PowerPoint Presentations are the default delivery mode for 95% of the sales and marketing presentations made in the World. What may surprise you is that the average PowerPoint has very low visual impact and is less effective than a conversation in engaging buyers.

Analyst firm Forrester says 88% of executives prefer conversations, not presentations. No surprise here as the average sales presentation is boring and is typically all about the vendor and their “best-in-class, groundbreaking products”.

Last week I had to open a 3-day messaging workshop with a new client in front of the sales and marketing executive team. I had prepared several visual confections in a 10-slide presentation using examples to lead the discussion and was fully prepared for the meeting. The night before the messaging workshop my client requested that we use a different approach to creating the messaging, which made my PowerPoint deck redundant. Fortunately the client had a whiteboard and a flip chart handy.

Starting a Meeting with a Story

To kick off a 3-day workshop, I still needed engagement and buy-in from the audience. My sponsor in the messaging workshop and I had worked on a similar messaging and sales enablement project several years earlier, which was transformational for his company and he introduced me and told his version of the “Who I’ve Helped Story” of our prior engagement, from the customers point of view, which was fantastic as this story is always more powerful coming from the customer, vs. the supplier.

Since many of the participants did not know me, I started with my “Who I Am” story. In 90 seconds I told the story of the past 10 years of my professional life as a consultant. It wasn’t a story about how fantastic I am – it was about the journey, the struggle and the lessons learned, that give me unique insight.

I will outline my story in bullets so that you can see the form of the story and you can adapt it to tell your own story.

  • In 2003 I was staring down the barrel of a 2nd lay-off in 2 years. (vulnerability)
  • Realized customers had changed and I hadn’t. (insight)
  • Didn’t have 20 years selling experience – really had 1 year experience repeated 20 years over. (vulnerability)
  • Started a search for new ideas, journey of discovery – (ongoing journey)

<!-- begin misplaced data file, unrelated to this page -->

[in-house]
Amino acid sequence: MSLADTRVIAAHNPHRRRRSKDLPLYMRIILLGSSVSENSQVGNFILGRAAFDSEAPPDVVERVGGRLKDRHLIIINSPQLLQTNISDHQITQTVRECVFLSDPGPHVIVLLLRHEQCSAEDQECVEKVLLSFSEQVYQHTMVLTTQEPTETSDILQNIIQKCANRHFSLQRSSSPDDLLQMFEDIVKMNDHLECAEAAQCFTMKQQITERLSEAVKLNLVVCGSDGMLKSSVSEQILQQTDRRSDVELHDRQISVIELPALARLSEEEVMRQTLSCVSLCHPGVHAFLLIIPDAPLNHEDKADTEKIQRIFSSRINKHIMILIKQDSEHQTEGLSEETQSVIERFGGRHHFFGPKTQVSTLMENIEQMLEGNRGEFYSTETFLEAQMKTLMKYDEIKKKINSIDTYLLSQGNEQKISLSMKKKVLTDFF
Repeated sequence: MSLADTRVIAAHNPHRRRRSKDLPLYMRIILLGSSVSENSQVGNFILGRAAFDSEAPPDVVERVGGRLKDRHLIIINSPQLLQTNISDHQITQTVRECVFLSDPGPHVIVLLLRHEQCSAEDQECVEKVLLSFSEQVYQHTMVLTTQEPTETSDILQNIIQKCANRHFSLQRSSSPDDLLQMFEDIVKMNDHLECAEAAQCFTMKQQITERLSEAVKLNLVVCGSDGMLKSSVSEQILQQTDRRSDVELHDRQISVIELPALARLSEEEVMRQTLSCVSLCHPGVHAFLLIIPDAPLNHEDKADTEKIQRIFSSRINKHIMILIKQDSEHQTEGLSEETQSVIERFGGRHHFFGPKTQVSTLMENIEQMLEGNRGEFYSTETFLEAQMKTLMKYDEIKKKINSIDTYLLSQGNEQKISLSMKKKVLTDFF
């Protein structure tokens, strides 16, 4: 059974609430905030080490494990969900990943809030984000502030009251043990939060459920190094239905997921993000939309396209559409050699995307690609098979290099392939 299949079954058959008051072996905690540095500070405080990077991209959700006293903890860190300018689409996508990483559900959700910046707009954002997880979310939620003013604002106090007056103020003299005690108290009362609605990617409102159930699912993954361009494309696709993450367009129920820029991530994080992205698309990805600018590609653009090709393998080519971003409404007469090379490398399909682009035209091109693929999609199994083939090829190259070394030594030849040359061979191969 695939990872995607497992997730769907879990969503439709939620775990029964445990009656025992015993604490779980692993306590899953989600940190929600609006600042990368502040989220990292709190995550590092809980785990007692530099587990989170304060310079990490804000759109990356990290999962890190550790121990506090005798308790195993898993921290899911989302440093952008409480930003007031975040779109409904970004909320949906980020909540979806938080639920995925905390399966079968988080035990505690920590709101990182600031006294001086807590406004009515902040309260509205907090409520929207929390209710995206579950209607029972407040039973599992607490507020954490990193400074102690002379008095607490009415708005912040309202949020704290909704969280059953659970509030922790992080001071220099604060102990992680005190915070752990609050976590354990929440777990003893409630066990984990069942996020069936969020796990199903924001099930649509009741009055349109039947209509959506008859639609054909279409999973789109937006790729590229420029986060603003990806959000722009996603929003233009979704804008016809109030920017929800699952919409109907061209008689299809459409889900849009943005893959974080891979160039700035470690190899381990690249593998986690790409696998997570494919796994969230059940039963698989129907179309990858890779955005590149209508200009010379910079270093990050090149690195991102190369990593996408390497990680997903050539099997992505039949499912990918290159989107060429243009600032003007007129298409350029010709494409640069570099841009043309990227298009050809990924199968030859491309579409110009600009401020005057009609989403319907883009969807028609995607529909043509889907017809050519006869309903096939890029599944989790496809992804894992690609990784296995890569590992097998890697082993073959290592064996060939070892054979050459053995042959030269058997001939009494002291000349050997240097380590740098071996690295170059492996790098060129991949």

• (Joke) My wife heard me practicing my story – she said “keep looking” (humor)
  • Moved to UK, started a sales training consultancy (transition)
  • First graduates could get meetings with CXO’s, but when they got there would revert to “product-speak” – Realized they needed messaging to help engage buyers around their issues. Started messaging which has been a part of every engagement since. (Insight)
  • In 2008 we had customers, but no leads – introduced to HubSpot and started creating content and generating leads and has become a part of our DNA. Messaging now used to drive content marketing. (experience)
  • 2010 relocated back to USA and met Corey Sommers at Whiteboard Selling, invited me to work with him to use training and messaging skills to create visual stories. (relevant experience)
  • 2013 connected with Mike Bosworth and learned storytelling, come full circle – that’s why were here – capture your message so everyone can tell story. (resolution)

Next I needed enrollment in the discipline of our process for the next 3 days.

Using a Curiosity Hook for Enrollment

After I told my Who I am story, I drew three large numbers on the flip chart.
I asked the audience what they thought the    curiosity hook128,000 related to. After several guesses, I revealed that this is the number of times their sales team would pitch their “big idea” in the next 12 months if they had just four conversations a day with prospective customers. If we add everyone else in the company who needs to answer the “so-what-do-you-guys-do?” question, it would be over a million times a year.

Then I revealed the question mark with a question …How clear is your sales team in positioning the value of your technology solutions on a scale of 1-10, where 1 is terrible and 10 is crystal clear. I was somewhat surprised when the answer came back and the consensus was 5….to which I responded “that’s OK, it’s where most of our clients start and thanks for your honesty” and we hope to be somewhere near 10 when we exit this process.

The final number 10% had everyone stumped. This is the percentage of sales meetings with salespeople that buyers rate as actually worth having, where the vendor bought insight to the table. The remaining 90% of sales meetings are rated as not contributing value as the vendor talked about product or tried to develop a relationship…neither of which buyers wanted or needed.

If you are interested in learning to tell your story in an engaging manner and in more effectively listening to the buyer as they tell their story, you are invited to join us at one of the forthcoming open storyseekers workshops in Minneapolis or Monterey.